Ariel Horowitz receives Yale-Jefferson Award for Public Service
Violinist Ariel Horowitz '20MMA has received the Yale-Jefferson Award for Public Service in recognition of her leadership of the Heartbeat Music Project, which "offers music education for Navajo (Diné) K-12 students living on the Navajo Reservation," according to the organization's recently launched website. "We cultivate a safe space for our students to thrive and gain confidence in themselves, their abilities, and their local and global potential."
The Yale-Jefferson Award recognizes "sustained public service that is individual, innovative, impactful, and inspiring" and individuals who "demonstrate service that draws on the Yale community and/or resources to benefit the world beyond Yale."
Horowitz, the Heartbeat Music Project's artistic director and founder, said the leadership effort "sort of fell into my lap" during her junior year at the Juilliard School. Her mother, Amy Horowitz, an affiliate faculty member at the University of Indiana Bloomington's Center for the Study of Global Change, was at the Navajo Technical University, in Crownpoint, New Mexico, working, with a grant from Indiana University, on the "redistribution of intellectual resources," (Ariel) Horowitz said. Discussions with her mother led Horowitz, with a small grant from the Juilliard School, to Crownpoint, where she organized a five-day workshop for a handful of Navajo third-graders. "It was like a little music day camp," Horowitz said. Folks at the Navajo Technical University wanted to bring more musicians to Crownpoint to work with Navajo students in kindergarten through 12th grade. "I'd never taught a high-schooler," Horowitz said. "I was barely not a high-schooler myself."
This coming summer will be the fifth that Horowitz has led a two-week tuition-free music camp for Navajo children in Crownpoint. Enrollment is up to about 60. Horowitz is quick to point out that she doesn't do the work alone. Sharon Nelson, a Navajo woman and a graduate student in NTU's Diné studies program, has been instrumental. "She has added a really important cultural component for out camp," Horowitz said. Specifically, Nelson has served as a generational bridge. Camp attendees don't speak Diné, Horowitz explained, and the elders with whom they live don't speak English. (According to a 1993 article in The New York Times, "Diné ... is an Athapascan word for man, but has been translated as 'the people' by the Navajos, who routinely use it to refer to themselves and their language.")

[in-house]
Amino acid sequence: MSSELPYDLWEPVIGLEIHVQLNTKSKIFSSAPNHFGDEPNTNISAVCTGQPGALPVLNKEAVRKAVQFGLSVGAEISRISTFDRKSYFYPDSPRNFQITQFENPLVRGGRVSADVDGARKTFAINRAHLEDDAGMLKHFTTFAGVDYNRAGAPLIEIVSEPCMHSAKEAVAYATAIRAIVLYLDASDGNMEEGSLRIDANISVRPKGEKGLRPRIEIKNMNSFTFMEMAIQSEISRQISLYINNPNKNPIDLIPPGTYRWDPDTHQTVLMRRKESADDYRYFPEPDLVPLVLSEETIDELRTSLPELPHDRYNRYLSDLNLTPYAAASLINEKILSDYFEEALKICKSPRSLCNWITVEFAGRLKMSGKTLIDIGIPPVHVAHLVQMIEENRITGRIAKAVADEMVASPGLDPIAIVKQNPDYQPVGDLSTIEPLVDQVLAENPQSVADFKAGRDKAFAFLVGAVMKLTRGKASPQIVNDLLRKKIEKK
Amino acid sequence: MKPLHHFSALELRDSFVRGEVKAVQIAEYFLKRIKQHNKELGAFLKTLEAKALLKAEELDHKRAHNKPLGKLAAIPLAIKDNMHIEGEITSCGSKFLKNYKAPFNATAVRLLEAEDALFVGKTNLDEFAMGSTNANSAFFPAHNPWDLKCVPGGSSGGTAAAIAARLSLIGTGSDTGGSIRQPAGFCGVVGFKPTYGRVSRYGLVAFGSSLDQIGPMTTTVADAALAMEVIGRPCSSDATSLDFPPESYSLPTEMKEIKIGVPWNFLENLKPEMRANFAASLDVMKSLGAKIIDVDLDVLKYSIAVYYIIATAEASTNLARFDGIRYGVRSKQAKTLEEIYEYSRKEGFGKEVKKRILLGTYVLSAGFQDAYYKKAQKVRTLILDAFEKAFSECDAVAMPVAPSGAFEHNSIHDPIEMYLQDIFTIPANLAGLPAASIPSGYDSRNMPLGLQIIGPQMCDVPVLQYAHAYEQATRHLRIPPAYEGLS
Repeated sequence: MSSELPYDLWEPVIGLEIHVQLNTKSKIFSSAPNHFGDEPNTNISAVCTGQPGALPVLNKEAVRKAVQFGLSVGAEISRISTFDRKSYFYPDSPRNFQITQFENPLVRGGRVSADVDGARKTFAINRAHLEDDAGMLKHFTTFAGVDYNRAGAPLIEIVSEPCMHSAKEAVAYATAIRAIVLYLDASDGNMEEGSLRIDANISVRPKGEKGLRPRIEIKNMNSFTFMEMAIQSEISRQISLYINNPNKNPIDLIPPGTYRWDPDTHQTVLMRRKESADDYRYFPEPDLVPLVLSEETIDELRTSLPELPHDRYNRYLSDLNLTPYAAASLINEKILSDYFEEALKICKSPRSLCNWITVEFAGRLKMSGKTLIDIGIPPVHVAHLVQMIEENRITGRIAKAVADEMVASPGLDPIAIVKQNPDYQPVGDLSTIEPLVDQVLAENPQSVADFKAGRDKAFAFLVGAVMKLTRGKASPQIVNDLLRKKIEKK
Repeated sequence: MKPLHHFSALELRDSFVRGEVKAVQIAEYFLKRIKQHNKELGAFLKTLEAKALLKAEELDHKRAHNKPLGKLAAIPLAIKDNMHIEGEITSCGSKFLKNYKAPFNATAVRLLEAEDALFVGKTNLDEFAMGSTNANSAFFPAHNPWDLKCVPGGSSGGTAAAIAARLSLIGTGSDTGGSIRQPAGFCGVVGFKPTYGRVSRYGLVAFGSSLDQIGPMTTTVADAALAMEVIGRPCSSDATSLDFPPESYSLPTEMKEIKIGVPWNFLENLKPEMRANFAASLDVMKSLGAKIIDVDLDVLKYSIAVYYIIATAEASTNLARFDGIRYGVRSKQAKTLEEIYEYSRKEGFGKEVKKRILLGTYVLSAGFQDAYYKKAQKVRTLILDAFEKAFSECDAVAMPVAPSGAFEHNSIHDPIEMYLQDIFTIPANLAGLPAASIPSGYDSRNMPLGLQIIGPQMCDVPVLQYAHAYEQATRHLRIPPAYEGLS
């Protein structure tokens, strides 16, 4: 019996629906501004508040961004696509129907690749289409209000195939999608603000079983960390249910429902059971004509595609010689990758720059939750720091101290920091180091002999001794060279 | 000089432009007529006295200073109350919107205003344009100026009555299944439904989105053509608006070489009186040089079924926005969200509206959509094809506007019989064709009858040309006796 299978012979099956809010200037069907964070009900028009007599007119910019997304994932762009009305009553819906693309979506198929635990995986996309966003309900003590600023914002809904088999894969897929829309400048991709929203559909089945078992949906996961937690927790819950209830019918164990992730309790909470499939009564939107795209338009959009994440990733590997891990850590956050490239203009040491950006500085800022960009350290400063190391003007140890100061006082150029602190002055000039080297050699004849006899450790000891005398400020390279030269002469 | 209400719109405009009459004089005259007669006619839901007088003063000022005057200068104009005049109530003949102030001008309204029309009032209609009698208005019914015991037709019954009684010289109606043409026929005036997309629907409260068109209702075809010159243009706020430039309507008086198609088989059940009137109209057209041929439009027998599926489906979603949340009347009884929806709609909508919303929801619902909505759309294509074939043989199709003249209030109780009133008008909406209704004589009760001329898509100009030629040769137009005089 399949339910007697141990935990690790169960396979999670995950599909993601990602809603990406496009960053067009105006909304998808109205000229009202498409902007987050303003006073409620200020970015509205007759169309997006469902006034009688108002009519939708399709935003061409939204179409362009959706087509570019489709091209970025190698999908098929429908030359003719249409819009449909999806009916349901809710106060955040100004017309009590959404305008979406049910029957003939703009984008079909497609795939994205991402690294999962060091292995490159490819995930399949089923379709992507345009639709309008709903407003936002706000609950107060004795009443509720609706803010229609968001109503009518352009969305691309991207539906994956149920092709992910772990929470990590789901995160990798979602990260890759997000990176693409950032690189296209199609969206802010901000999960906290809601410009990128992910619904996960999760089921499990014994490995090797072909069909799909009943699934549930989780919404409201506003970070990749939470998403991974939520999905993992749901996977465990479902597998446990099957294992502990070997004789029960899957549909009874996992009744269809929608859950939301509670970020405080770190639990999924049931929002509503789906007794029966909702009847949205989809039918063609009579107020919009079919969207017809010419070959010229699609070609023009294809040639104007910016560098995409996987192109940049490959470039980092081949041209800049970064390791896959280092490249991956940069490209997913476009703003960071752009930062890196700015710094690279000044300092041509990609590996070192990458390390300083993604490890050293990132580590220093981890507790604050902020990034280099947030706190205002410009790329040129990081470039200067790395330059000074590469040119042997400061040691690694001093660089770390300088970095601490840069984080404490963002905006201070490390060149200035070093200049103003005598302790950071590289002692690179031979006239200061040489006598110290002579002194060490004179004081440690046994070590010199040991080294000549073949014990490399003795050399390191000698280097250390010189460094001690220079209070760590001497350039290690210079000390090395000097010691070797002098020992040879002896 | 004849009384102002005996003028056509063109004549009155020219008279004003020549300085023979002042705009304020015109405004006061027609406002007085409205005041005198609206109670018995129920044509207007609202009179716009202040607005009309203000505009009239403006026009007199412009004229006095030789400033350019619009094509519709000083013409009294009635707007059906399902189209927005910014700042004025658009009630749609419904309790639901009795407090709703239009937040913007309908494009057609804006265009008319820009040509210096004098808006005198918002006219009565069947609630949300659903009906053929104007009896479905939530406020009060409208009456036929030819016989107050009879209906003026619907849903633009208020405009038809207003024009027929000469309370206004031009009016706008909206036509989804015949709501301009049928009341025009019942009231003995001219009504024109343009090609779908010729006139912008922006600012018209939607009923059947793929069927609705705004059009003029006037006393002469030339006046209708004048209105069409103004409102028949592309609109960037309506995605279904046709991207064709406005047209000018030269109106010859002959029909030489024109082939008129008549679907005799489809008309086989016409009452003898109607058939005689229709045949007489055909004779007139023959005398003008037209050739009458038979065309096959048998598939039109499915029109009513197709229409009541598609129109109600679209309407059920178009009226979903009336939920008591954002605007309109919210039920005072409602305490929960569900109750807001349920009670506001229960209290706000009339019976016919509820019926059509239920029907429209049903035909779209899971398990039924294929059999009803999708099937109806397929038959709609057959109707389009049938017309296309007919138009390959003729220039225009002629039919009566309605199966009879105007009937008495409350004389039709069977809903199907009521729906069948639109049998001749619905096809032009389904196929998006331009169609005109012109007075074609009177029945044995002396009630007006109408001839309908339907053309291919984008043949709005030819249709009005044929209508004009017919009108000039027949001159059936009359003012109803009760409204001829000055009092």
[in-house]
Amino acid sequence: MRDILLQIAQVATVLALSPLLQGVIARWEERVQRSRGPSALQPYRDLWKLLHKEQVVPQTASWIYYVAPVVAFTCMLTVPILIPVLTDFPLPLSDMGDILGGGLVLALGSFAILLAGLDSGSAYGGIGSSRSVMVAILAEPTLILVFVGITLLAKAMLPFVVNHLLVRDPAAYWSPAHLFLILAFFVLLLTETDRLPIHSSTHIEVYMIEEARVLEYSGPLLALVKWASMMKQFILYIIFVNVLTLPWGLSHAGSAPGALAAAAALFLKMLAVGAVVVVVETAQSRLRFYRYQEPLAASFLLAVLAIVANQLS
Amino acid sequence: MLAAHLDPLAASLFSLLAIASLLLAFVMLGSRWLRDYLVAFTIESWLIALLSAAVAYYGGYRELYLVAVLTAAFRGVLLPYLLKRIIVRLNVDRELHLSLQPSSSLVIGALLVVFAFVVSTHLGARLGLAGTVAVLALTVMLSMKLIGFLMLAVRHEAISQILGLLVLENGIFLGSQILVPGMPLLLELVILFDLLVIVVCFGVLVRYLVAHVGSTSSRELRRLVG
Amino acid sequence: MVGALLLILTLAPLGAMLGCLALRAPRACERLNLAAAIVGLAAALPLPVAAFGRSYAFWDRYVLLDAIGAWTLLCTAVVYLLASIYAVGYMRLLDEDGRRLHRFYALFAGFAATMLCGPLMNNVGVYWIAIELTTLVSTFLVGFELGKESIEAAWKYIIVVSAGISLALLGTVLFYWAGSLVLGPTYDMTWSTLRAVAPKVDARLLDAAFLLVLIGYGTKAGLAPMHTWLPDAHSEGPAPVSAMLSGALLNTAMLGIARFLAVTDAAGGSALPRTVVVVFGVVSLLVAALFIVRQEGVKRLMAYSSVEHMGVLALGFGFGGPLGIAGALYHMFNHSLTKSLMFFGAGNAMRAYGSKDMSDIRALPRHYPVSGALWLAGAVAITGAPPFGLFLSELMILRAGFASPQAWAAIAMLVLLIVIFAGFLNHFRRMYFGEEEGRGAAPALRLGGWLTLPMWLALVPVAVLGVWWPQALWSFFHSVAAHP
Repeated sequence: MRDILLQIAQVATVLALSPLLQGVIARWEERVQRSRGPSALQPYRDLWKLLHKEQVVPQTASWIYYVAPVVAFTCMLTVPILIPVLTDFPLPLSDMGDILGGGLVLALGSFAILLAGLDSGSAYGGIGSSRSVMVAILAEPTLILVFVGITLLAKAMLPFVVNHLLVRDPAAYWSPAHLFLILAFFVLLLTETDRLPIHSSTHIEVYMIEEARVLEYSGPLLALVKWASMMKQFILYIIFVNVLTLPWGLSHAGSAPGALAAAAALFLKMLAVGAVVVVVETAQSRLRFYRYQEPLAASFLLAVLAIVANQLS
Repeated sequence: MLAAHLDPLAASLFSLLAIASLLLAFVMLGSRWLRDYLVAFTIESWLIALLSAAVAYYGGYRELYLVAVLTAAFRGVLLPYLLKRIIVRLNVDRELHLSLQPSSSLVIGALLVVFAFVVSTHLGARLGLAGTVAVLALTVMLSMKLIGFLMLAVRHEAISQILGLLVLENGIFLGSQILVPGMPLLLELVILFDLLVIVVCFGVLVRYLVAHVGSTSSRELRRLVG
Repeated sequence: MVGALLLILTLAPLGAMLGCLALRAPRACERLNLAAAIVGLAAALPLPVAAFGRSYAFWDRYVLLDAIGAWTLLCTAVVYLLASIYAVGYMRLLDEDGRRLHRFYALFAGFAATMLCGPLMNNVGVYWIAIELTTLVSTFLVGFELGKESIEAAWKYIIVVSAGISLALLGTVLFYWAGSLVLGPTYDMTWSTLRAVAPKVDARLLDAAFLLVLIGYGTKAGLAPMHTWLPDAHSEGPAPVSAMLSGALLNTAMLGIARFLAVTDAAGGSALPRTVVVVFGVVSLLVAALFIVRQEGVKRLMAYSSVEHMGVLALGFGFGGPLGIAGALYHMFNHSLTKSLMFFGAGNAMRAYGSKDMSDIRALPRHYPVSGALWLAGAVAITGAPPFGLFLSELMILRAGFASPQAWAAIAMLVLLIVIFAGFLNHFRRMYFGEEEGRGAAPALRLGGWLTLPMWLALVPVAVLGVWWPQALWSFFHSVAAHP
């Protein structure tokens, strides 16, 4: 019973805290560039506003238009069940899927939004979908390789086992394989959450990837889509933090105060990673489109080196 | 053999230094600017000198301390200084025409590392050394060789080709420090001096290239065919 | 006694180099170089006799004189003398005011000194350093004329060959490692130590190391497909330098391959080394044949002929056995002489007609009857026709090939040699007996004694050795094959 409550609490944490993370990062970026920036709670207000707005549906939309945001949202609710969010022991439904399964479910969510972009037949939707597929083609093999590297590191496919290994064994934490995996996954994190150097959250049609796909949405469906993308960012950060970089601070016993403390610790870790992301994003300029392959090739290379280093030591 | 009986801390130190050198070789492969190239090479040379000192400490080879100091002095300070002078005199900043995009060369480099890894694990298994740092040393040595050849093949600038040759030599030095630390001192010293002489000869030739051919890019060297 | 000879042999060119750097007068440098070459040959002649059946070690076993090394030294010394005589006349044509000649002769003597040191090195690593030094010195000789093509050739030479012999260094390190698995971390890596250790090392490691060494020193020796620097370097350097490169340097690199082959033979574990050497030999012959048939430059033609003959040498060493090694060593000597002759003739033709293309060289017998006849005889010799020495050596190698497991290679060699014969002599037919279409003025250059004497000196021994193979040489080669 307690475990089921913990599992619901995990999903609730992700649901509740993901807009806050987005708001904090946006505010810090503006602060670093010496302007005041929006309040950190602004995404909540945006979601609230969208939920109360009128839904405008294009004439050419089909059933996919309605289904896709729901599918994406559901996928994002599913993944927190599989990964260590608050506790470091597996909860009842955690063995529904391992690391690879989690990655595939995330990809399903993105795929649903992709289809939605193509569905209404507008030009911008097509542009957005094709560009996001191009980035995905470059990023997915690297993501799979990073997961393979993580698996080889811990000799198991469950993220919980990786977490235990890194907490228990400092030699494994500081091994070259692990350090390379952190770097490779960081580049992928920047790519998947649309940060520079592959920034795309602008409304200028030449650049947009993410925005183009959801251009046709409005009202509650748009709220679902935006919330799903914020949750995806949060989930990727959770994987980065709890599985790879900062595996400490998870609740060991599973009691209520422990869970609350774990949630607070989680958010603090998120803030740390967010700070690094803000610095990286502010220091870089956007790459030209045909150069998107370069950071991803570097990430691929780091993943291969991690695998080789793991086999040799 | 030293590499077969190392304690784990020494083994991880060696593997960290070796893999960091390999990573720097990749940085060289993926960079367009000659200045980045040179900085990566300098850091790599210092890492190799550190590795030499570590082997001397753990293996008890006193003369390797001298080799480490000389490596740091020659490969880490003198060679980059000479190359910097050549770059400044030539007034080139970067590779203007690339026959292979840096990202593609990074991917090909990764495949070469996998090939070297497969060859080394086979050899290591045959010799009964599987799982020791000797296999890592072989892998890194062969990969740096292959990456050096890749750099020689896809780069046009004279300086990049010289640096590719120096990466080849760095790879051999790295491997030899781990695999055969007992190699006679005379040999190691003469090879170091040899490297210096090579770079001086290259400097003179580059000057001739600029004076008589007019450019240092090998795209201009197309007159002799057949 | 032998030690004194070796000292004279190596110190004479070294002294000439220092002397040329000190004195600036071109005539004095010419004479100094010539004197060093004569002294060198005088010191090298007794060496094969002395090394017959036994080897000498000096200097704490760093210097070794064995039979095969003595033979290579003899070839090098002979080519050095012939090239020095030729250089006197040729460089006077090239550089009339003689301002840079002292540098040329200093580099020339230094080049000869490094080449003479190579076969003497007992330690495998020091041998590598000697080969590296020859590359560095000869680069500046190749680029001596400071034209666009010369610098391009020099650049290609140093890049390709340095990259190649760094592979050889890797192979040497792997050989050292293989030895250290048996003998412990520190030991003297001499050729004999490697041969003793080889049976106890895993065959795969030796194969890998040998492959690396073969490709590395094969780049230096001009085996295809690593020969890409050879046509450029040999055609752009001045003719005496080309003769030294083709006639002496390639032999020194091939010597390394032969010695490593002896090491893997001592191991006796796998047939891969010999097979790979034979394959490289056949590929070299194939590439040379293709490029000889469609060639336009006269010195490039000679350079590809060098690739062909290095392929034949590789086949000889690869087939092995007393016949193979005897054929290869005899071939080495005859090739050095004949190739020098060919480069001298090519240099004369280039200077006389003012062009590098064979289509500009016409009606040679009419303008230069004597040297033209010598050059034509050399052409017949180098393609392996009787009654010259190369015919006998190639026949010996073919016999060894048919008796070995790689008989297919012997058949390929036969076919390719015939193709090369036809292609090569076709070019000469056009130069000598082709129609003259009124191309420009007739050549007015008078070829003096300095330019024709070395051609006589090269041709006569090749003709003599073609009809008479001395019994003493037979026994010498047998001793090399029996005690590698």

"A lot of YSM students have become involved," as well, Horowitz said. Violinist Greg Lewis '19MM, to name one, is the organization's communications director. The classical music scene is competitive, Horowitz said. Working on an initiative like the Heartbeat Music Project offers "a different perspective on what's important."
A lot of students who attend the annual music camp "haven't seen Western instruments before," Horowitz said. "Their lived experience is so drastically different from mine." The Navajo people, she pointed out, face "massive systemic inequity" and "intergenerational trauma."
Horowitz's goal for the project transcends music. First and foremost, she wants Navajo children to have a meaningful experience "because there's not a lot of that to go around" on the reservation. She wants to help children reach a point at which they can be academically competitive without losing contact with their traditional Diné culture. Horowitz is learning as she goes. "People get degrees in nonprofit management," she said. "I'm a violinist at a music school." Still, she said, "I feel proud of how I've risen to the occasion, to the challenge. I honestly think I'm a better person for it."
Receiving the Yale Jefferson Award, though, is overwhelming. "I feel kind of awkward," she said. "I am fully aware that while the Heartbeat Music Project is a really fantastic endeavor, it's a drop in the bucket. I don't think one person can affect the change that needs to happen." She does hope the award provides a platform from which she can encourage other musicians to broaden their perspectives. "I get excited every time I see a project like this."
Violinist Ariel Horowitz '20MMA received the Yale-Jefferson Award for Public Service on Friday, November 22.